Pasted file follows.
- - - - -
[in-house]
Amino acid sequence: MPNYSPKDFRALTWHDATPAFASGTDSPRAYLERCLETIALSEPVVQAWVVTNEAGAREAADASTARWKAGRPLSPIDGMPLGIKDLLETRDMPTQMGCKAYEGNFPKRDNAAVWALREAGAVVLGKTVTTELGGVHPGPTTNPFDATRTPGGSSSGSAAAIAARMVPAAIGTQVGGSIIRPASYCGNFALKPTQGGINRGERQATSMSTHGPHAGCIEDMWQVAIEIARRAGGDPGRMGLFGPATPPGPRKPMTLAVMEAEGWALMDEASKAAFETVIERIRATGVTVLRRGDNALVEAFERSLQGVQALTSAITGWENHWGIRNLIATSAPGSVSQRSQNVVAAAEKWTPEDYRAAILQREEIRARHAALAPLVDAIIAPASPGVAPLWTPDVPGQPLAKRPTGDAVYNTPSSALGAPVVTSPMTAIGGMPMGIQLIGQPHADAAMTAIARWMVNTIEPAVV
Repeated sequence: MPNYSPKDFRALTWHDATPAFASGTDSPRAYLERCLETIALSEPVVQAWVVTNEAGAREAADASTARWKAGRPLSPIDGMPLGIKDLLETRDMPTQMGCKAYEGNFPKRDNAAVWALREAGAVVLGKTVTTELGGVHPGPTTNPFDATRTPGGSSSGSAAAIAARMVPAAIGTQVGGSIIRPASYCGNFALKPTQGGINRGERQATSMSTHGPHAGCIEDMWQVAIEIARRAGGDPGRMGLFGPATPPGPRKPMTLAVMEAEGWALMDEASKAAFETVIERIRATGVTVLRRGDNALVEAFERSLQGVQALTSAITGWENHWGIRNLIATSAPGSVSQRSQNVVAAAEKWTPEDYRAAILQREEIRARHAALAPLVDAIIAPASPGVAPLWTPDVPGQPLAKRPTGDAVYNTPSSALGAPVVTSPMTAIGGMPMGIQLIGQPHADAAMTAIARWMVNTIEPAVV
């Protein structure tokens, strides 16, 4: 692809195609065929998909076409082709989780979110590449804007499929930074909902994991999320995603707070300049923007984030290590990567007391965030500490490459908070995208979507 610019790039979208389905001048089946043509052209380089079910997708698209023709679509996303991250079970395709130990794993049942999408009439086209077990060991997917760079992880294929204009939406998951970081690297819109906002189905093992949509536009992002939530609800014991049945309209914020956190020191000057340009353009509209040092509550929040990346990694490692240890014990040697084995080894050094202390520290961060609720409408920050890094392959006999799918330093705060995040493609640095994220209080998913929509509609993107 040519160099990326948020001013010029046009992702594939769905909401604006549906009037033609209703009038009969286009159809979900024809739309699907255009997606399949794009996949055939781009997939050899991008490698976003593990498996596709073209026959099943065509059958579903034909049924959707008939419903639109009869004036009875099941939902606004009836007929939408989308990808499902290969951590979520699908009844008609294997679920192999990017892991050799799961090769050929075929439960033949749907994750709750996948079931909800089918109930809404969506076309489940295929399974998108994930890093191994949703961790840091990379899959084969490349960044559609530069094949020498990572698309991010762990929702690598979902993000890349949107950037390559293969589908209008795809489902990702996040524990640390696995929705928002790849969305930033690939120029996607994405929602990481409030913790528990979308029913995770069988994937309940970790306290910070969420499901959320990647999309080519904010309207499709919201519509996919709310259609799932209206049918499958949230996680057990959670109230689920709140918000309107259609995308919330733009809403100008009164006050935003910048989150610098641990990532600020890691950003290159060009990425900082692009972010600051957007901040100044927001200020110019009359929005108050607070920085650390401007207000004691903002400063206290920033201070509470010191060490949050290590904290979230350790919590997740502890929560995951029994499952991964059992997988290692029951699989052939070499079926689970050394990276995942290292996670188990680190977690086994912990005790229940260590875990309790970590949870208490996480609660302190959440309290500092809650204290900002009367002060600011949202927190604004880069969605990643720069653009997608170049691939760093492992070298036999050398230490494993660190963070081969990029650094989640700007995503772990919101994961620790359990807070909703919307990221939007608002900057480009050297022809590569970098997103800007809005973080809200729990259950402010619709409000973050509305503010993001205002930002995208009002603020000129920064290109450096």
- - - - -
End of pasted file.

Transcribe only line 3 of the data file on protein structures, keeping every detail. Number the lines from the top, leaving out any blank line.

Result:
Repeated sequence: MPNYSPKDFRALTWHDATPAFASGTDSPRAYLERCLETIALSEPVVQAWVVTNEAGAREAADASTARWKAGRPLSPIDGMPLGIKDLLETRDMPTQMGCKAYEGNFPKRDNAAVWALREAGAVVLGKTVTTELGGVHPGPTTNPFDATRTPGGSSSGSAAAIAARMVPAAIGTQVGGSIIRPASYCGNFALKPTQGGINRGERQATSMSTHGPHAGCIEDMWQVAIEIARRAGGDPGRMGLFGPATPPGPRKPMTLAVMEAEGWALMDEASKAAFETVIERIRATGVTVLRRGDNALVEAFERSLQGVQALTSAITGWENHWGIRNLIATSAPGSVSQRSQNVVAAAEKWTPEDYRAAILQREEIRARHAALAPLVDAIIAPASPGVAPLWTPDVPGQPLAKRPTGDAVYNTPSSALGAPVVTSPMTAIGGMPMGIQLIGQPHADAAMTAIARWMVNTIEPAVV